Schumer: Excruciating ‘Chikungunya’ Virus is on Rapid Rise & Spectators Leaving World Cup Could Speed the Global Spread
By Long Island News & PR Published: June 23 2014
Brazil Has High Levels of Mosquitoes That Can Carry Chik-V; Health Experts Fear World Cup’s End Will Mean Spread Around Globe
Washington, DC - June 23, 2014 - With the World Cup ending next month, U.S. Senator Charles E. Schumer urged the Centers for Disease Control and Prevention (CDC) to issue an immediate health alert for medical professionals in New York and around the country that includes recommendations for identifying, treating and containing Chikungunya, a mosquito-borne virus that is rarely fatal but causes severe fevers, arthritic-like joint paint, muscle pain, headaches, joint swelling and rashes. Second, Schumer called on the U.S. Department of Homeland Security (DHS) to declare a “public emergency” for the developing threat in the Caribbean and other countries, so that the United States can deploy specific protocols and resources at our borders and elsewhere to prevent the spread of the virus in the U.S.. Schumer said that these protocols would allow federal agencies to take specific actions - like increased inspections at U.S. ports of entry and additional scans of imported food products that could carry mosquitoes - and should be similar to those activated as the swine flu took hold in Mexico in 2009.
Thus far, Chikungunya has affected more than 100,000 individuals in the Caribbean and local transmission of the virus has also been confirmed in Guyana and French Guiana indicating spread to South America. There have also been confirmed cases in the United States, including in New York, which Schumer fears could increase dramatically following the return of travelers from the World Cup, if preventative measures are not taken. According to the CDC, the 2014 World Cup is scheduled to bring in an estimated 3.7 million visitors, and with so many people from all over the globe convening in close quarters at games and other venues, flu viruses could easily and quickly spread.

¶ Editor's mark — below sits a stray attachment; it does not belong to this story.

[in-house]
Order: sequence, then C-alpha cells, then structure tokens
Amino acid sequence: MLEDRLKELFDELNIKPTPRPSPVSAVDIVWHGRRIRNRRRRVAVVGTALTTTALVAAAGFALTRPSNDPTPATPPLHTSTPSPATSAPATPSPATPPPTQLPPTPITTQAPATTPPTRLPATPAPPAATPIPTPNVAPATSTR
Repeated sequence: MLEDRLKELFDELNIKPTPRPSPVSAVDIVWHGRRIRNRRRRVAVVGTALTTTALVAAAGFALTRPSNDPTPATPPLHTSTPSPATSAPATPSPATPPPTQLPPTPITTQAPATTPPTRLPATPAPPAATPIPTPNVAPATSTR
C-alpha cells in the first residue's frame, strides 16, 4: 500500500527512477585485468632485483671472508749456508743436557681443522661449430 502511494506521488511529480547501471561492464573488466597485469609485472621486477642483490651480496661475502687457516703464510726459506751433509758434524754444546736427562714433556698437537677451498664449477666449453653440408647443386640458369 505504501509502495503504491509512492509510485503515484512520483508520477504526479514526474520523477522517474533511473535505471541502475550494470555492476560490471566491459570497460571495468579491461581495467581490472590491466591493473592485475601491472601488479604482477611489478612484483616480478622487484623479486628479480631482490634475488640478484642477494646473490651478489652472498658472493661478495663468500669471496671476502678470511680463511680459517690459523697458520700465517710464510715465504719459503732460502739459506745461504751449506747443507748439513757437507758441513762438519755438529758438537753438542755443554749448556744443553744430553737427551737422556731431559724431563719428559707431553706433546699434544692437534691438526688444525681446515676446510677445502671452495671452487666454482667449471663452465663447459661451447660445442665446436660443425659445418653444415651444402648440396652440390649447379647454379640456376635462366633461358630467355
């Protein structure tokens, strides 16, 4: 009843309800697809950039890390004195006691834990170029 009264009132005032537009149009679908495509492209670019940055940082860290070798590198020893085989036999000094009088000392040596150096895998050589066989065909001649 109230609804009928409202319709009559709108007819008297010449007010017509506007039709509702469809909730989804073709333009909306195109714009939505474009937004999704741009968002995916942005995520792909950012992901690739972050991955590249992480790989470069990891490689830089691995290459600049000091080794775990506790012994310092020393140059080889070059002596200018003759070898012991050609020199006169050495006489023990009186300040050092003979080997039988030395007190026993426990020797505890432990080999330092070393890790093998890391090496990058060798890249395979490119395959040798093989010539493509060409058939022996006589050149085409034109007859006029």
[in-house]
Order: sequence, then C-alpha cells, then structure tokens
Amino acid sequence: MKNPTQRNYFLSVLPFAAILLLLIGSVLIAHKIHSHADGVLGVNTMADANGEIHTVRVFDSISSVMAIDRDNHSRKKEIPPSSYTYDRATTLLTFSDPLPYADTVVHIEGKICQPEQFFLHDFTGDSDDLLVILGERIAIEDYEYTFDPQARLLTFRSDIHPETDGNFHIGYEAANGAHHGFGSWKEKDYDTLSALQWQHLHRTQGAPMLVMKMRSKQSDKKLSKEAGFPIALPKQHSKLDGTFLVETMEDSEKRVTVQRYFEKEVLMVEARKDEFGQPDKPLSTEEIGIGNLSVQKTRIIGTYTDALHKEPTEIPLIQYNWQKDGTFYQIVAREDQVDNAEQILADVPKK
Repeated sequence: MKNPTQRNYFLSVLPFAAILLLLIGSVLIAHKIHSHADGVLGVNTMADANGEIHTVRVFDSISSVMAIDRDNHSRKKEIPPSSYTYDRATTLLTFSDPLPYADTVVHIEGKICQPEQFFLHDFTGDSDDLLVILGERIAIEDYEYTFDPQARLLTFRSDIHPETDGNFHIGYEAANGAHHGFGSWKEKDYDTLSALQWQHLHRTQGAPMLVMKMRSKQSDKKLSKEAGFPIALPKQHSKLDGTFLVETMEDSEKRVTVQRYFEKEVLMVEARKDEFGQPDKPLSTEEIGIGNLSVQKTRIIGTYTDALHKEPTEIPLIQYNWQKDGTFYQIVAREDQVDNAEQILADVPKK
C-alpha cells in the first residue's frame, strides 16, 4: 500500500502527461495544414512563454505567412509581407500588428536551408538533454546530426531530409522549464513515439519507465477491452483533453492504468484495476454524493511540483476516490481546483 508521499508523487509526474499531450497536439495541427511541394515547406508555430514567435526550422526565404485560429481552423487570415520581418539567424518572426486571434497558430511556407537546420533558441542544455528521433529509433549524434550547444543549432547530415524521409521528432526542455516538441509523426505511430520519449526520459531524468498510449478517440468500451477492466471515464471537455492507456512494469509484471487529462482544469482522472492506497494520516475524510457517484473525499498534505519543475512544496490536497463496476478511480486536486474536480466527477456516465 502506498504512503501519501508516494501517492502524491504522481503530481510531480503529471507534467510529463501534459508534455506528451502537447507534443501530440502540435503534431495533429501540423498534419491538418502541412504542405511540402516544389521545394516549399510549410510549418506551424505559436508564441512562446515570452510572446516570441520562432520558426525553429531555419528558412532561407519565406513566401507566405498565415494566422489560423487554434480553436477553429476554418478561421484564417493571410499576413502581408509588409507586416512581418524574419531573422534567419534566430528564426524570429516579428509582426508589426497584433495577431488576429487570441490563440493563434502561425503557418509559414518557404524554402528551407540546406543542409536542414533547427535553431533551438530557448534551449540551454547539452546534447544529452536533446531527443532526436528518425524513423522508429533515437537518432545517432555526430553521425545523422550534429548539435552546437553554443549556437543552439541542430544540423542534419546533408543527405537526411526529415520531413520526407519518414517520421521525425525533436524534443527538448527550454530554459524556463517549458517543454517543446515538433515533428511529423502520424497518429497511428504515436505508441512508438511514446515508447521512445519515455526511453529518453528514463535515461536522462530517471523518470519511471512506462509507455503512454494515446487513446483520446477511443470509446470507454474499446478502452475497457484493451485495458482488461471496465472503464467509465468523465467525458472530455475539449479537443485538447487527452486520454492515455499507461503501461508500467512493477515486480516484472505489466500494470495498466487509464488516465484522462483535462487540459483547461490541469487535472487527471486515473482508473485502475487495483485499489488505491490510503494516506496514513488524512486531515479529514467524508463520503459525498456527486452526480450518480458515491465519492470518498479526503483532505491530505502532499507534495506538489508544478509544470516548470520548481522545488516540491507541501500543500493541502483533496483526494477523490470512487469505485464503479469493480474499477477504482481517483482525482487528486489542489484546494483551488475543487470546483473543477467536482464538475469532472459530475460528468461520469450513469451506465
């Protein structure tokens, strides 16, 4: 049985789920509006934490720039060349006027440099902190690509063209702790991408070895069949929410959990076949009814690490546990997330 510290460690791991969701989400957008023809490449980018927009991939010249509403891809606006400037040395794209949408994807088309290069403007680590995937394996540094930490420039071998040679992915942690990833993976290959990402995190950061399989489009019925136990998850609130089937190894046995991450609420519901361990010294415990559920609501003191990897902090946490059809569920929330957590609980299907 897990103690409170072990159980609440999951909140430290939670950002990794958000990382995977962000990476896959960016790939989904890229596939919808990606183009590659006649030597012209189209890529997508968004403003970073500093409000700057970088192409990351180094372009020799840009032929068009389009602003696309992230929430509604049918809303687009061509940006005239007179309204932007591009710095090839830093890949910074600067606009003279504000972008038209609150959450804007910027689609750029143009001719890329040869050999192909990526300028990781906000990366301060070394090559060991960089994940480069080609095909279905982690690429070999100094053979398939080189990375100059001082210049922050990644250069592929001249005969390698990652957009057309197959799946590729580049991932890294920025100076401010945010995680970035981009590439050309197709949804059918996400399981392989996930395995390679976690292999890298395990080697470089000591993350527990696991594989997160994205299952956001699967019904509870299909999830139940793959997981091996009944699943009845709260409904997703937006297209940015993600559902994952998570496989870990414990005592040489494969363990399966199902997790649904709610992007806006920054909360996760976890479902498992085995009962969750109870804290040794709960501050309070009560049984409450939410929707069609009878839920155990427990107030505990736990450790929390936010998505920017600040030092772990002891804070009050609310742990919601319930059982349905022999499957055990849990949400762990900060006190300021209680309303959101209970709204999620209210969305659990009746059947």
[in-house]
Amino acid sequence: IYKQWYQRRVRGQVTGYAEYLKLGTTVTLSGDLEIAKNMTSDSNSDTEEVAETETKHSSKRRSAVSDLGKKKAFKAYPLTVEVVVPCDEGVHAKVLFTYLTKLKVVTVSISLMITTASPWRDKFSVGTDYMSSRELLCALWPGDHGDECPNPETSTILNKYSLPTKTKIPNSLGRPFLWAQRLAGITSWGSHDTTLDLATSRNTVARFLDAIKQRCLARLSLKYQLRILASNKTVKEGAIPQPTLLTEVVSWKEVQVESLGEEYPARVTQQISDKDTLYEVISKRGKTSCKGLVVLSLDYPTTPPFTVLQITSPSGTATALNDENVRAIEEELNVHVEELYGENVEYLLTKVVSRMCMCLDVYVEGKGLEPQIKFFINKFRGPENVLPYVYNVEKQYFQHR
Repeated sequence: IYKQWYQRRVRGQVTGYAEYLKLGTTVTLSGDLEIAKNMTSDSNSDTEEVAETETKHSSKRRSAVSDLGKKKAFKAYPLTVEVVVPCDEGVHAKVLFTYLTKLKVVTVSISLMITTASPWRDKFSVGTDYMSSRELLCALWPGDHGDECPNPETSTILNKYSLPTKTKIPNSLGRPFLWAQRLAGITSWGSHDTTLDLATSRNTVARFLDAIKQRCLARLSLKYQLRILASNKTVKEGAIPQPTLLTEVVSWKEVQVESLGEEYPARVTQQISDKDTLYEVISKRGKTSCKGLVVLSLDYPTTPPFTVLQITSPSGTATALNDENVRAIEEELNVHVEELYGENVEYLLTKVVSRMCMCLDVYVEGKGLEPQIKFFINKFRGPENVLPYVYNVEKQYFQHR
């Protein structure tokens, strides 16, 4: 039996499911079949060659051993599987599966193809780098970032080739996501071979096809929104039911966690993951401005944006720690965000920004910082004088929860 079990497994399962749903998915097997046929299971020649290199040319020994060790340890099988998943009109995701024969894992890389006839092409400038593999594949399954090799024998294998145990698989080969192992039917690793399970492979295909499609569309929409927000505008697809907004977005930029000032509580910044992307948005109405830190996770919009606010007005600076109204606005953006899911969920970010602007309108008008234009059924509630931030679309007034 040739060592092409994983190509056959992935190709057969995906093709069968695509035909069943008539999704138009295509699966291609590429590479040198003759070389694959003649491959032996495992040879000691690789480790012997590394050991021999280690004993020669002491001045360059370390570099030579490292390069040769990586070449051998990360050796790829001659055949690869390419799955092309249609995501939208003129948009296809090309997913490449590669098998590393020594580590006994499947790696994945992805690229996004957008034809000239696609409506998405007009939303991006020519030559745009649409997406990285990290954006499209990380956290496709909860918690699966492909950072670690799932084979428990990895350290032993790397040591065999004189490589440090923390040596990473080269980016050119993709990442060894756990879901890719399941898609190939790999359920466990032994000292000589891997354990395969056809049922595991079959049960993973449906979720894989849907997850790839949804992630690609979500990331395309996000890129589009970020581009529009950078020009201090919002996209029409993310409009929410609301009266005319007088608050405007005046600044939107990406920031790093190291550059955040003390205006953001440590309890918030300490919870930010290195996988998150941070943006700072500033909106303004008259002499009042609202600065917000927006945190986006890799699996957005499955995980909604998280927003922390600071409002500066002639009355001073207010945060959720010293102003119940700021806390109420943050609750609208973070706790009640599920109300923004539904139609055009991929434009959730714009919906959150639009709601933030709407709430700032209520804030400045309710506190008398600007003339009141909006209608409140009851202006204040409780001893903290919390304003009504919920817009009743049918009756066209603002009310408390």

“With the large influx of people into and out of Brazil for the World Cup, the painful mosquito-borne virus called Chikungunya could spread rapidly and further increase the number of cases here in the U.S. and New York,” said Schumer. “With three confirmed cases of Chikungunya in New York already, I am calling on the federal government to help contain and prevent the further spread of this virus with by activating protocols similar to those used in 2009 when the Mexican swine flu outbreak threatened to spill over into the United States. I’m urging the CDC to issue a health alert so doctors can first, better identify and treat symptoms and second, educate individuals on how to prevent the spread of Chik-V. Third, the Department of Homeland Security should increase port of entry inspection measures for the virus, and fourth we must boost food inspection to better detect this mosquito.”
Chikungunya is a virus that is transmitted by mosquitoes and is traditionally found in Sub-Saharan Africa, the Arabian Peninsula and Southeast Asia. There has been a recent surge of Chikungunya cases in the Caribbean that has brought the number of cases from 100,000 to 135,651 from June 2nd to June 12th, according to the Caribbean Public Health Agency, and in the Dominican Republic alone there have been over 77,000 cases in five and a half months according to the Public Health Ministry. The Centers for Disease Control and Prevention has been watching the virus, for fear that it could take hold in the United States which is highly likely during the summer tourist season, particularly given the World Cup.